I was just about to sit down and write my last post before taking off for a couple of weeks, feeling very pensive on this Good Friday. I wanted to predict how the worst was yet in store for Salvadorans stationed in Najaf, where the Americans seemed to be resolutely avoiding taking on al-Sadr's militia until after the weekend's religious holiday had ended. Just yesterday, Lt. Gen. Ricardo Sanchez, head of the coalition forces, announced the beginning of Operation Resolute Sword to destroy al-Sadr´s militia, saying that they were committed to "powerful, deliberate, very robust military operations until the job is done."
But then I went to Juan Cole's site, and found the following report from a friend of his who'd managed to speak to someone in Najaf:
"I called my friend in Najaf today Thursday . . . Private internet doesn´t work. Messages bounce. There are though some institutional connections working, like hospitals and other.
He told me there is a lot of fighting going on, mainly between the Mahdi army and Salvadorans, all the time. 4-5 Salvadorans are said to be killed. My friend has been videotaping fighting, bullets and clashes close to him.
Four taxi cars with civilians were blown up with lots of dead and injured, women and children including. Americans blame Mehdi army for casualties but they reject responibility for the assaults. My friend says this had happened close to a place called Al Bahar. He also says . . . civilians, pedestrians, on their way to Karbala religious festivities were attacked and killed or injured.
American helicopters are circling above Najaf perpetually. The Mahdi army are said to have ca 200-400 fighters in Najaf central city. There has been 3 huge explosions, maybe SCUD he said (he remembered when Saddam hauled in a couple of SCUDs when oppressing the Shia uprising following Gulf War 1) and people say it might be missiles, which was denied by US military, blaming the Mahdi army."
There are no papers here today, and I couldn't find much about this fighting in a quick perusal of the usual internet news sources, but I'm sure that will soon change.
So when Salvadorans return to the daily grind on Monday, what kind of reaction can we expect?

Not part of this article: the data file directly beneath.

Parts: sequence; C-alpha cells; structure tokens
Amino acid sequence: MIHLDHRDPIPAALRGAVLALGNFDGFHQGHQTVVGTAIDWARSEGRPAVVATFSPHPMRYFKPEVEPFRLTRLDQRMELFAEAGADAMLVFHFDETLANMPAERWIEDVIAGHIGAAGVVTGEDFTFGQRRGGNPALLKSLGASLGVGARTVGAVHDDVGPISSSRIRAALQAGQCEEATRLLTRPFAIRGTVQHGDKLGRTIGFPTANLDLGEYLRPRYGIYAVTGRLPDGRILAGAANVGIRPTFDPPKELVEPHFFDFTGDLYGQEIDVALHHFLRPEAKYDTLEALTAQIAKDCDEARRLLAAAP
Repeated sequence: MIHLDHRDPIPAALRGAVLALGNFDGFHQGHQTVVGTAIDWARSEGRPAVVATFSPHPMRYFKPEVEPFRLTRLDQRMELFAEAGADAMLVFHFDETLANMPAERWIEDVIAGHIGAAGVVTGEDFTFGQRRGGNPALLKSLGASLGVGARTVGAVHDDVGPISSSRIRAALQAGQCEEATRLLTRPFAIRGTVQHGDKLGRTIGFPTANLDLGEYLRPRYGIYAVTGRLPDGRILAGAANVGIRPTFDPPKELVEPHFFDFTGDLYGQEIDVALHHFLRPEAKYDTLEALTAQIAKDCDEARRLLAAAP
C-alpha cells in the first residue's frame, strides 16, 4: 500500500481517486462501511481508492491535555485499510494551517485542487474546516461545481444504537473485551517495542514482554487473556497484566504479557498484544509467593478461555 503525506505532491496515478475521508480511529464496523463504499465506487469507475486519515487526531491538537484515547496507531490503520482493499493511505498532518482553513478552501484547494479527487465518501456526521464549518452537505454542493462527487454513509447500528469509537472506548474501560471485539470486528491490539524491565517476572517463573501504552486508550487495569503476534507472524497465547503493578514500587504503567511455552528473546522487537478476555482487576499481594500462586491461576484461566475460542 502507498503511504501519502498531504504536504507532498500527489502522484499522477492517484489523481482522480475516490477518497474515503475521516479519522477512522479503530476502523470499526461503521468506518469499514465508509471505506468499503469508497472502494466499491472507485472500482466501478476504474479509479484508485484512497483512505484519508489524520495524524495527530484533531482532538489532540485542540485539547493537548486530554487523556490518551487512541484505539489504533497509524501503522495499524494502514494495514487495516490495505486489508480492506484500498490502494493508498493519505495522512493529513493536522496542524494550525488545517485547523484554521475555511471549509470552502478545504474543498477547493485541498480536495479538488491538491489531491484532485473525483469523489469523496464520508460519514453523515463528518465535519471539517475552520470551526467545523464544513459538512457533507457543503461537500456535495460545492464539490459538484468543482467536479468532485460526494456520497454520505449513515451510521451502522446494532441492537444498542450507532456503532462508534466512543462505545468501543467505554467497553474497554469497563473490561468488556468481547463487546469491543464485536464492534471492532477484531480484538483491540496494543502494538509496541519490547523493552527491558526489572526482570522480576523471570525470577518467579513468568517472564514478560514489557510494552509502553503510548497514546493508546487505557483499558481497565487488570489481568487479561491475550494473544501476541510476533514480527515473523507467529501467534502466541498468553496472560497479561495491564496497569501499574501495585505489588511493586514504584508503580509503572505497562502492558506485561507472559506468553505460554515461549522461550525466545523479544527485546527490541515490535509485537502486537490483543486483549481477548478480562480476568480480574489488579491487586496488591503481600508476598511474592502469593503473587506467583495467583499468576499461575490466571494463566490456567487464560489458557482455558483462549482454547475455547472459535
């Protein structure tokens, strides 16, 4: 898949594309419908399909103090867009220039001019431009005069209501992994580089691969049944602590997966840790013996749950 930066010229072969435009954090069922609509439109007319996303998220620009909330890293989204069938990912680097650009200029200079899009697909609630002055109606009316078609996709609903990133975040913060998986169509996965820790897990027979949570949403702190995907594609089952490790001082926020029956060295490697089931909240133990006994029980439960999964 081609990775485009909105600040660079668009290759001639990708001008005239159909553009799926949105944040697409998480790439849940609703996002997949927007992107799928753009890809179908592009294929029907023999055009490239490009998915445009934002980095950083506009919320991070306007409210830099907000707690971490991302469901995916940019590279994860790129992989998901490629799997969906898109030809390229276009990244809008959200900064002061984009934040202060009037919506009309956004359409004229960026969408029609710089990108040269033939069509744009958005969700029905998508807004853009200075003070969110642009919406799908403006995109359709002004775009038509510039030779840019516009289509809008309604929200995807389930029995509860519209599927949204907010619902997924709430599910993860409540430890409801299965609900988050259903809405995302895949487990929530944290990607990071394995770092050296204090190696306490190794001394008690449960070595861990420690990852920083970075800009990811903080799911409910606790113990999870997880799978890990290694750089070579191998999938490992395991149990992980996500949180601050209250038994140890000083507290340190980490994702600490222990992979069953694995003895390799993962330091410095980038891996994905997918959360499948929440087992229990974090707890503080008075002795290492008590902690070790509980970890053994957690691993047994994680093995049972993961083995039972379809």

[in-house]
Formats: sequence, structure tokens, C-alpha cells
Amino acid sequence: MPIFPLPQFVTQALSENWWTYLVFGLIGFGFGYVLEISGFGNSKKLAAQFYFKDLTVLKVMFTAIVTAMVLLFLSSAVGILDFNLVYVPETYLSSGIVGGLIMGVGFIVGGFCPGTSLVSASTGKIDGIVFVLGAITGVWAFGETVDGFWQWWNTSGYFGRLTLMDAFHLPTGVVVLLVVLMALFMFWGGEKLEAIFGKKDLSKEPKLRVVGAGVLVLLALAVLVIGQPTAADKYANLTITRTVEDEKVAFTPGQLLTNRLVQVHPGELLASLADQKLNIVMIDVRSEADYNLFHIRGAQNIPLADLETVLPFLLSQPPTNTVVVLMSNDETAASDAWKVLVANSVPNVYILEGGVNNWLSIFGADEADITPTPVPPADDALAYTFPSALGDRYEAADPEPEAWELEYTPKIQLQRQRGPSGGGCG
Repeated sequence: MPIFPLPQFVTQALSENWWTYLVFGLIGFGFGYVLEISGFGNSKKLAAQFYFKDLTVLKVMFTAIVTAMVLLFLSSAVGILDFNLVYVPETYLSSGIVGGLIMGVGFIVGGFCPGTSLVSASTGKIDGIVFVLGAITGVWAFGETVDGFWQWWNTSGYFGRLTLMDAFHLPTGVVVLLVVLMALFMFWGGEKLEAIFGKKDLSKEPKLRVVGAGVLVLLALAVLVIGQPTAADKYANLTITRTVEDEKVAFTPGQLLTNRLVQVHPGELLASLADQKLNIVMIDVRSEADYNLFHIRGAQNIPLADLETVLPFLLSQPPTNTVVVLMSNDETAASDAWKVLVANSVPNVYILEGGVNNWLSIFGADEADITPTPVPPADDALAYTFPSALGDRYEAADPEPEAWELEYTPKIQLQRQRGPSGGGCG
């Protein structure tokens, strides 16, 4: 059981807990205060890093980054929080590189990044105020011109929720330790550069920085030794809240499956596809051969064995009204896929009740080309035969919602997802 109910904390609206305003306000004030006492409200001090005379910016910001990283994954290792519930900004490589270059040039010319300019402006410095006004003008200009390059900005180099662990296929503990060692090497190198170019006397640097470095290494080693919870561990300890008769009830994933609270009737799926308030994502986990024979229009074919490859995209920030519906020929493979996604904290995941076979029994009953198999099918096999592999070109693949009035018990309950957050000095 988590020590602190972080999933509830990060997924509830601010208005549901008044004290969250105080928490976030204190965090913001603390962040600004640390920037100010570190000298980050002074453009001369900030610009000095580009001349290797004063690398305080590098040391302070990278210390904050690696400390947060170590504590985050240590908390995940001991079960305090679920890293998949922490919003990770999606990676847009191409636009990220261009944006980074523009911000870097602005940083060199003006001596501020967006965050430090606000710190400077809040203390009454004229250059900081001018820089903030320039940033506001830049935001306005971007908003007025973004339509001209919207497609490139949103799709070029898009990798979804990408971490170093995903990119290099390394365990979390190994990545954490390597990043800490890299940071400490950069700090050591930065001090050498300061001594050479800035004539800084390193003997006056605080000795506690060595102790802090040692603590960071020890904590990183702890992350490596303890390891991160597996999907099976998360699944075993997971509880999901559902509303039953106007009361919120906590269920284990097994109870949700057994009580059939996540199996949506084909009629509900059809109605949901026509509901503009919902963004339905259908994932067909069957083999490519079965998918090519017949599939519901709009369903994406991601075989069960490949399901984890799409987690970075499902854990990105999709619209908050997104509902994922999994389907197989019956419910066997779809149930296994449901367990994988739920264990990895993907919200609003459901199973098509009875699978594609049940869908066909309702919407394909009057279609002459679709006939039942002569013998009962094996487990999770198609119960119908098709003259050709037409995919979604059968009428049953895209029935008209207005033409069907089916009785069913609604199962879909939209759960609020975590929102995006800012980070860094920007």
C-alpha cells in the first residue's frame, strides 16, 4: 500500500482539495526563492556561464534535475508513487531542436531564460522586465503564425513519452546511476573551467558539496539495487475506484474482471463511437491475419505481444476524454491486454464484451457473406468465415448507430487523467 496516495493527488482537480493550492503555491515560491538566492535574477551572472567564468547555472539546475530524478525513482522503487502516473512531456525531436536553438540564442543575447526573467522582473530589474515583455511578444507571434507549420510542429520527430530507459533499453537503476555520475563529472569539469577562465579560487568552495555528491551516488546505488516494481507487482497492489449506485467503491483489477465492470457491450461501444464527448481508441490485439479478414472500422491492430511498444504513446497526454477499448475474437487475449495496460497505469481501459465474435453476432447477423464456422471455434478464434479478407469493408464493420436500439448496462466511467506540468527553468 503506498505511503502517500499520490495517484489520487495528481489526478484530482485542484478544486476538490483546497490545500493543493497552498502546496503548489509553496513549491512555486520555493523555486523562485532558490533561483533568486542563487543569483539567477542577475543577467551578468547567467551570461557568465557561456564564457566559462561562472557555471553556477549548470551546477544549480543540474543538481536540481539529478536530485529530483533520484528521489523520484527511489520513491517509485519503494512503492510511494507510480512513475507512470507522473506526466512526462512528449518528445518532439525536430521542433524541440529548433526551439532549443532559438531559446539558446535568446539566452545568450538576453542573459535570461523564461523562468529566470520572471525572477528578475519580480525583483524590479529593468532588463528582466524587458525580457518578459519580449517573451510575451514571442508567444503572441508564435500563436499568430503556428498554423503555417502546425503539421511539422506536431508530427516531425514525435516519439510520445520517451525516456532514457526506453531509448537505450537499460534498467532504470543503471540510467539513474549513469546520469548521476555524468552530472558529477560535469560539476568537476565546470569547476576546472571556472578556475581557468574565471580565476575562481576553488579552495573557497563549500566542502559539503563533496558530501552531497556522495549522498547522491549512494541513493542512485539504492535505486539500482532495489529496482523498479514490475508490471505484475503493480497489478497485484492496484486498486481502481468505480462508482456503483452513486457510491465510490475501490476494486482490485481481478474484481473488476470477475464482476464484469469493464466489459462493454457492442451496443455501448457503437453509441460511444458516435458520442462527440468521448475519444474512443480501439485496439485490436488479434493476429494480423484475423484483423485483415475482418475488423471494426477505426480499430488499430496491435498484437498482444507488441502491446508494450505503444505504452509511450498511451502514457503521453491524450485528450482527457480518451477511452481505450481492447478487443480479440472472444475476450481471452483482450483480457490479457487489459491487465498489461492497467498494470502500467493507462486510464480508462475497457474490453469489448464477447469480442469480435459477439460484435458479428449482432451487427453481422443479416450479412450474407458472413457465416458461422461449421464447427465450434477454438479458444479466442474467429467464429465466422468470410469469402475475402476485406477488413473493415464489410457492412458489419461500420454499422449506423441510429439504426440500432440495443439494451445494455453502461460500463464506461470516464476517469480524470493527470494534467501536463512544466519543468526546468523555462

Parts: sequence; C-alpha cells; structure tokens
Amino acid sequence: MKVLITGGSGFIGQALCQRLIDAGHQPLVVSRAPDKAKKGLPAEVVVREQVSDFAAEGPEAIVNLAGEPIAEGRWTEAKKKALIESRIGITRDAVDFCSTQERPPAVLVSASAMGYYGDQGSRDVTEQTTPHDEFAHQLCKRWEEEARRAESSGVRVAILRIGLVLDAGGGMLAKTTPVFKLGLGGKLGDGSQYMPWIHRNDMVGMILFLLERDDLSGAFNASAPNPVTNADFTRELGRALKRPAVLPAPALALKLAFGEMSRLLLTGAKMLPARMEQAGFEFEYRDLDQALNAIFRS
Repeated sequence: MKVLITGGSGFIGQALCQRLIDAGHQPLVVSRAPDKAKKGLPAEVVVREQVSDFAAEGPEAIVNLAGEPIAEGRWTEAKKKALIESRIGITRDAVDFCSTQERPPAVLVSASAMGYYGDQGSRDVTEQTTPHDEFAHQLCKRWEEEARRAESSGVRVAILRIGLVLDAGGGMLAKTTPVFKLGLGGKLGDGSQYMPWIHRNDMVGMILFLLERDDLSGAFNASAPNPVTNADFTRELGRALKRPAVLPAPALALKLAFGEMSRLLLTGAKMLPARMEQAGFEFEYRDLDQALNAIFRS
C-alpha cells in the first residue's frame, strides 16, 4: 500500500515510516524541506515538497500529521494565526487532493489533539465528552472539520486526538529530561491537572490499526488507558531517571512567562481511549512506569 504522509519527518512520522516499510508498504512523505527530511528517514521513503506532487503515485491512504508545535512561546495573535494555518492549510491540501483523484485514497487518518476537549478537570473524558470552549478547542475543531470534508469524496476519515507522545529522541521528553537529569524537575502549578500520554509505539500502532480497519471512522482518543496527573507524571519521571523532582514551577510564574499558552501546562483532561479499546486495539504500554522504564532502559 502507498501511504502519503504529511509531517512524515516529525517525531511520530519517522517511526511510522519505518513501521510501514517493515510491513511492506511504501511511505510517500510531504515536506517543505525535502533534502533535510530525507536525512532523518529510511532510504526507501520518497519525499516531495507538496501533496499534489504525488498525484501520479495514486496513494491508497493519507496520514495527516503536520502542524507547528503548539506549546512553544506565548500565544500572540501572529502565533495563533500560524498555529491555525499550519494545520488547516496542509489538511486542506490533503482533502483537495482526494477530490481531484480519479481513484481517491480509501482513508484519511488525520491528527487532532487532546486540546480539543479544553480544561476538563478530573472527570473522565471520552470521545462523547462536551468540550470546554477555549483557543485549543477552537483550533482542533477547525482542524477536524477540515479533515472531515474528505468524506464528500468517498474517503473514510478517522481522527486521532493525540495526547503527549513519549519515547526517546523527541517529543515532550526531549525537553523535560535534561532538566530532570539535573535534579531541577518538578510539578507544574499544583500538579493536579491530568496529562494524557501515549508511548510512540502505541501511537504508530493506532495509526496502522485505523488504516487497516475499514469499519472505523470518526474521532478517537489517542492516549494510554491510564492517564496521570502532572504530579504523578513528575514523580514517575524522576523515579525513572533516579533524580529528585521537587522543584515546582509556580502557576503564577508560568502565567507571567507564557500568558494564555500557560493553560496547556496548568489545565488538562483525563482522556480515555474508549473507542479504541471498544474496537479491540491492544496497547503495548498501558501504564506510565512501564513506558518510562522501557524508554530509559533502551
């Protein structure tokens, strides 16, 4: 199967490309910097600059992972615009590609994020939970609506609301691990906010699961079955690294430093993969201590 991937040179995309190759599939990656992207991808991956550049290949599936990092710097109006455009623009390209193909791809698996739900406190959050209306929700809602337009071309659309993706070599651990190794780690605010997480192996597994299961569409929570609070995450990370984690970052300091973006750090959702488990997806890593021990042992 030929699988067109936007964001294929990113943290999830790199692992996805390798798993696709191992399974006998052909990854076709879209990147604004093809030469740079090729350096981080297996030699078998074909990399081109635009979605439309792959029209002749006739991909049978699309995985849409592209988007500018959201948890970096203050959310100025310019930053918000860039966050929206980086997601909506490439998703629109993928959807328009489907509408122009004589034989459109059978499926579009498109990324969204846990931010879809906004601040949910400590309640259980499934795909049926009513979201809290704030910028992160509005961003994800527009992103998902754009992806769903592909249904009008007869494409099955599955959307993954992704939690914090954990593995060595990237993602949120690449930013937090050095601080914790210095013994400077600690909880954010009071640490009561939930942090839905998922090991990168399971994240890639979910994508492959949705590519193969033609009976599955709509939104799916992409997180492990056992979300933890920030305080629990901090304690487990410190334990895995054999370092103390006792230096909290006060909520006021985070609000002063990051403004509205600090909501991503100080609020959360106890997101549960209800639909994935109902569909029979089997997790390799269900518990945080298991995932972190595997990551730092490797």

Although we're getting into uncharted territory here --i.e., Salvadorans casualties in a foreign war-- I am quite sure that both the outgoing and incoming ARENA governments will "stay the course," as long as the U.S. does the same. Over the past 15 years, the ARENA government has been the most steadfast ally of the U.S. in the hemisphere. And now Tony Saca will have quite a bit of breathing room as he starts his presidency June 1 with an unprecedented electoral mandate.
I'm not even sure the Bush administration even needs to threaten this government with punitive measures, which we will recall they did wantonly to drum up international backing for the war. The ARENA leadership sees its fate as inextricably tied to that of the U.S. government, in both economic and political terms: whether it's the dollarized economy, subletting the Comalapa airport for regional drug interdiction efforts, or being the principal cheerleader of CAFTA in the region. Most importantly, ARENA's outdated anti-communist ideology fits well with the "you're with us, or you're against us" posturing of the Bush administration's war on terror.
But if last week's press coverage is any indication, and if soldiers continue to get shipped back to El Salvador in coffins, Salvador's participation in the Iraq war may provide yet another reason for citizens here to feel unduly martyred by the policies of the elite cabal running this country in its own self-interest.
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